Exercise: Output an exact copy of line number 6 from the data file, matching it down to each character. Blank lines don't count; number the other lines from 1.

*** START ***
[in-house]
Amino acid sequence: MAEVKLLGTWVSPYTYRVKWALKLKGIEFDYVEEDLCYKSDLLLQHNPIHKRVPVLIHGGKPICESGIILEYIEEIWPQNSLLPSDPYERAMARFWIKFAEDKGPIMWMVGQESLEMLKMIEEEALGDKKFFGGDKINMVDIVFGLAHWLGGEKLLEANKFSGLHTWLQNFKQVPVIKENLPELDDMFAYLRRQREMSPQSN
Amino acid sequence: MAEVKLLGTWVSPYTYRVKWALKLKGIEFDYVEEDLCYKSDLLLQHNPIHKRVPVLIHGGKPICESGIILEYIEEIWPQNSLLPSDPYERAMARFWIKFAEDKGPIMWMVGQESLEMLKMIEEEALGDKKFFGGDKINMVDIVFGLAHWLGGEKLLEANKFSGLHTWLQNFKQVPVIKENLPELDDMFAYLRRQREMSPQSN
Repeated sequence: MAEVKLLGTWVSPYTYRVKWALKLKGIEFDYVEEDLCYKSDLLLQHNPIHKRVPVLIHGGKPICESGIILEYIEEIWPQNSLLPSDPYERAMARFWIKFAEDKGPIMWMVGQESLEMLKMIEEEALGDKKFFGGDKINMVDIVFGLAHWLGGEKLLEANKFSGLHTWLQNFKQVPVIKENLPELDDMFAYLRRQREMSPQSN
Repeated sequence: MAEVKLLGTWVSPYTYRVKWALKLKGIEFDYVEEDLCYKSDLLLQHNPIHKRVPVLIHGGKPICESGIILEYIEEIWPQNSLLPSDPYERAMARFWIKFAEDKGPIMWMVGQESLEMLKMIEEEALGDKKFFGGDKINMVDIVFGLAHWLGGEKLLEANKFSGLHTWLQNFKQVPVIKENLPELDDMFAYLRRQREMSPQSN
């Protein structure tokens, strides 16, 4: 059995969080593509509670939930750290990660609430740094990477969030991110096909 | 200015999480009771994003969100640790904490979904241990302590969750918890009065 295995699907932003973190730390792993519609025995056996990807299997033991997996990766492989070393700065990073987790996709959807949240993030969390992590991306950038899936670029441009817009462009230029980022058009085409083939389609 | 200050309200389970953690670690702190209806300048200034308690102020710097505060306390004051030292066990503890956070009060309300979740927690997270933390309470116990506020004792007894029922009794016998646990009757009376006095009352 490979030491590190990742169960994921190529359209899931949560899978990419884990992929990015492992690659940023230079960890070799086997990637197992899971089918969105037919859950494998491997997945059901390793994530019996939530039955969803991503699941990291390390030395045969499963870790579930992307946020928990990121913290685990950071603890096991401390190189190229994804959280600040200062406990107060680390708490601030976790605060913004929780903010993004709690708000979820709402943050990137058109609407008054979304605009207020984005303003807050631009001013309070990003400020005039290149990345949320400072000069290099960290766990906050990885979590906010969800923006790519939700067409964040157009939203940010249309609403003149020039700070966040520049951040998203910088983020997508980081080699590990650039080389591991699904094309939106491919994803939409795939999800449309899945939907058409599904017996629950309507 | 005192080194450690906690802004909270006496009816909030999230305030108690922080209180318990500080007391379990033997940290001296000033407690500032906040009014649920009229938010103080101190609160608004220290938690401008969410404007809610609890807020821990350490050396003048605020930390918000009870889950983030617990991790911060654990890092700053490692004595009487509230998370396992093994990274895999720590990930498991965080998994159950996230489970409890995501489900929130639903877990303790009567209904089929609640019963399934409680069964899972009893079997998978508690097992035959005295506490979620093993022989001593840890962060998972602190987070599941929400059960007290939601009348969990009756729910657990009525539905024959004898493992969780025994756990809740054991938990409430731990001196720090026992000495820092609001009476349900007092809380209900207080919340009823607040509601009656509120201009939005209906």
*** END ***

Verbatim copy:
């Protein structure tokens, strides 16, 4: 059995969080593509509670939930750290990660609430740094990477969030991110096909 | 200015999480009771994003969100640790904490979904241990302590969750918890009065 295995699907932003973190730390792993519609025995056996990807299997033991997996990766492989070393700065990073987790996709959807949240993030969390992590991306950038899936670029441009817009462009230029980022058009085409083939389609 | 200050309200389970953690670690702190209806300048200034308690102020710097505060306390004051030292066990503890956070009060309300979740927690997270933390309470116990506020004792007894029922009794016998646990009757009376006095009352 490979030491590190990742169960994921190529359209899931949560899978990419884990992929990015492992690659940023230079960890070799086997990637197992899971089918969105037919859950494998491997997945059901390793994530019996939530039955969803991503699941990291390390030395045969499963870790579930992307946020928990990121913290685990950071603890096991401390190189190229994804959280600040200062406990107060680390708490601030976790605060913004929780903010993004709690708000979820709402943050990137058109609407008054979304605009207020984005303003807050631009001013309070990003400020005039290149990345949320400072000069290099960290766990906050990885979590906010969800923006790519939700067409964040157009939203940010249309609403003149020039700070966040520049951040998203910088983020997508980081080699590990650039080389591991699904094309939106491919994803939409795939999800449309899945939907058409599904017996629950309507 | 005192080194450690906690802004909270006496009816909030999230305030108690922080209180318990500080007391379990033997940290001296000033407690500032906040009014649920009229938010103080101190609160608004220290938690401008969410404007809610609890807020821990350490050396003048605020930390918000009870889950983030617990991790911060654990890092700053490692004595009487509230998370396992093994990274895999720590990930498991965080998994159950996230489970409890995501489900929130639903877990303790009567209904089929609640019963399934409680069964899972009893079997998978508690097992035959005295506490979620093993022989001593840890962060998972602190987070599941929400059960007290939601009348969990009756729910657990009525539905024959004898493992969780025994756990809740054991938990409430731990001196720090026992000495820092609001009476349900007092809380209900207080919340009823607040509601009656509120201009939005209906």